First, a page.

Roar is really nice! Having a representer, something that is like a serializer but also defines what can be updated/assigned, is really nice. Since the model still defines what is writeable via mass assignment security (attr_accessible, etc.), even if you have different representers for different services or views, some stuff still must be defined in the model- although maybe you’d turn whitelisting off (in A.R./Rails 3.2.4+) and just attr_protected :id, :created_by, :updated_by and have the representer manage what is read and written outside of the timestamp, maybe userstamp (created_by, updated_by), any custom timestamps/passwords, etc.? Is there a way in Roar to define some things as read and write and other things as write only and read-only? Roar-rails looked cool, too!

The way I handled keeping accessible and deserialization in the same place in restful_json was to reuse mass assignment security (attr_accessible and the like) for what is readable and writeable about a model and then use a new as_json_includes/as_json_excludes as an additional way to show/limit the JSON that is returned to the client, then use subclasses/module includes, etc. (normal Ruby-ish stuff helped by Rails’ class_attribute’s) to handle different views. That way at the very least you could say that just by changing the class_name option on the association (belongs_to, has_one, has_many, habtm, etc.), you can have it provide DRY reader/writer assignment when you get/write one model vs. another.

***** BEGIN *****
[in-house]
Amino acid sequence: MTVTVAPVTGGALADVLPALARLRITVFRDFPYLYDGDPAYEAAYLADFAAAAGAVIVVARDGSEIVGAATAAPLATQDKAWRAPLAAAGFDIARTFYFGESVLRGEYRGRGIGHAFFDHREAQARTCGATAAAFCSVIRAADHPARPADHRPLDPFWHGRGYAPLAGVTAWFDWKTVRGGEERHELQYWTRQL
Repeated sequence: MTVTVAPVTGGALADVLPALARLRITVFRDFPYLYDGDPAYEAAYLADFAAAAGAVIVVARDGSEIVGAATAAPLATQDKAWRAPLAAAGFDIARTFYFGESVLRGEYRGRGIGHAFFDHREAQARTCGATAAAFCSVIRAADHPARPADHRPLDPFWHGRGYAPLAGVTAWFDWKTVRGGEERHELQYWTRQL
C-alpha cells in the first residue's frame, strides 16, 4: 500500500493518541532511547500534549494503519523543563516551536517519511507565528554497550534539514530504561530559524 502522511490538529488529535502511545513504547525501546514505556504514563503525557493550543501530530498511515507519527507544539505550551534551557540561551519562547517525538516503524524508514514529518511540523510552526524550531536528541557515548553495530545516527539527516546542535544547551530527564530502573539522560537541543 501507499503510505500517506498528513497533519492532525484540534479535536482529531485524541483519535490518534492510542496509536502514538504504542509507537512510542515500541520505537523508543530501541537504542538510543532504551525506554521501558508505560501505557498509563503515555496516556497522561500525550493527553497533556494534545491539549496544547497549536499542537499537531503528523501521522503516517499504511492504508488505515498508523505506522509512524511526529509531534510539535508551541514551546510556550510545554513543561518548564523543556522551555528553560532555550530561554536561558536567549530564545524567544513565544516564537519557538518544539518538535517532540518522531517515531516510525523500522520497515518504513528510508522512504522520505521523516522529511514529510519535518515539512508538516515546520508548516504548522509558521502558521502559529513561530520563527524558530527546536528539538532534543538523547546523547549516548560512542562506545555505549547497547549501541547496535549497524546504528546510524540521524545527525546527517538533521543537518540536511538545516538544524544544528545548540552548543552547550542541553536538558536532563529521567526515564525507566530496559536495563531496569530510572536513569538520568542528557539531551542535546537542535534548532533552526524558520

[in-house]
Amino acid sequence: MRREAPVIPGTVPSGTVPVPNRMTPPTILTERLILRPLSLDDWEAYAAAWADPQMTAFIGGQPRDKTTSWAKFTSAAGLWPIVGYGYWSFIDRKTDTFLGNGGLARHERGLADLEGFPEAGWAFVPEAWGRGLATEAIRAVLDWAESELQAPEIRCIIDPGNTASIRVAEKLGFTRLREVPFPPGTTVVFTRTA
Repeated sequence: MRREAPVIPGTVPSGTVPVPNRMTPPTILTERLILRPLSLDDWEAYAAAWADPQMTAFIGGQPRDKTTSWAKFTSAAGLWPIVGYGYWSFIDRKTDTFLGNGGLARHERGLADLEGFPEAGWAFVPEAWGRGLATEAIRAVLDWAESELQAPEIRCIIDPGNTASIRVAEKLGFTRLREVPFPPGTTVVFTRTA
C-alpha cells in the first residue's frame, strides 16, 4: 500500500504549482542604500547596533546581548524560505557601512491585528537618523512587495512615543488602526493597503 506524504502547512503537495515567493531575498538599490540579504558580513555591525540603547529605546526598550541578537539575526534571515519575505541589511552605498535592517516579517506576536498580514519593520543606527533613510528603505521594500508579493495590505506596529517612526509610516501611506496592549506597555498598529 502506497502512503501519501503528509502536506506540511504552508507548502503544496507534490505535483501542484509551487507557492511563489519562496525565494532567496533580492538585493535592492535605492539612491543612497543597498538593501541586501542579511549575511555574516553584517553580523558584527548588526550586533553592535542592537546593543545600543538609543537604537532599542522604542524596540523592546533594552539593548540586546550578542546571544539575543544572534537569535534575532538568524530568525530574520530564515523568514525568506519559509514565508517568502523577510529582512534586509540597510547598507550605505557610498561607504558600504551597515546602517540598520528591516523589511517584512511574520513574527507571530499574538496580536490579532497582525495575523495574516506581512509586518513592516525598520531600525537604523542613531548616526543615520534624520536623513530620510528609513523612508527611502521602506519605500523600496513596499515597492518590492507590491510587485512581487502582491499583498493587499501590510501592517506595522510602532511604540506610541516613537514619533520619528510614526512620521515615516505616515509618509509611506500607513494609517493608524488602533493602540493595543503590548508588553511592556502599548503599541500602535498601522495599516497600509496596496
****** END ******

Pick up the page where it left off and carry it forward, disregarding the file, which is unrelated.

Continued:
Would like to keep things together, DRY and easily understandable when needs are simple, but be able to quickly branch out and create new views and security just as simply and easily. Would like something that works regardless of whether we are focused on providing JSON services for Javascript frameworks (that vary slightly in how they would best like to read and write JSON) or whether we need to use the same security/views for HTML rendered stuff (ActiveAdmin, etc.). Having to work with two MVC frameworks (both Angular and Rails) is fun enough :slight_smile: without having to start making even more files and classes appear to define what needs to be written and what is allowed to be received and persisted, but having additional classes when needed for additional views isn’t terrible as long as it can either slightly add/remove what is read or written or fully redefine that in parts. That is what I was aiming for, but restful_json is still pretty dirty at the moment.

(P.S.- sorry for throwing two “nices” in that last comment. I didn’t notice I had repeated that until I posted. Nice nice! :slight_smile: )

My goal is to understand whether there is a planned way not have to write the attribute name in both strong_parameters and in the (de)serializer.

The idea of the representer in Roar seems like it is a lot closer to making both providing JSON representations and updating data via incoming JSON easier.

I respect the clean way that params are handled in strong_parameters and trying to OO-ify (de)serialization in ActiveModel::Serializer, but I think that it would help if someone actually tried writing a Rails app to serve up both an AngularJS and an Ember app and then focus on how that segment of the population is being served by what exists currently in Rails 4.

I know that people complained when there were big changes in Rails 3, but since Node, etc. are getting so hot now, could that be a sign that bigger changes need to happen to make it more friendly for those use cases?

Gary- I absolutely agree with you that the document knowledge is spread over the entire framework in the current Rails: ParamsParser, active_serializer and strong_parameters all know about properties, structures and semantics of incoming/outgoing documents. And even worse: They might have different states creating redundancy. Representers as found in Roar embrace all that in an object-oriented module. Use the gem but don’t expect anything like that in the core too soon.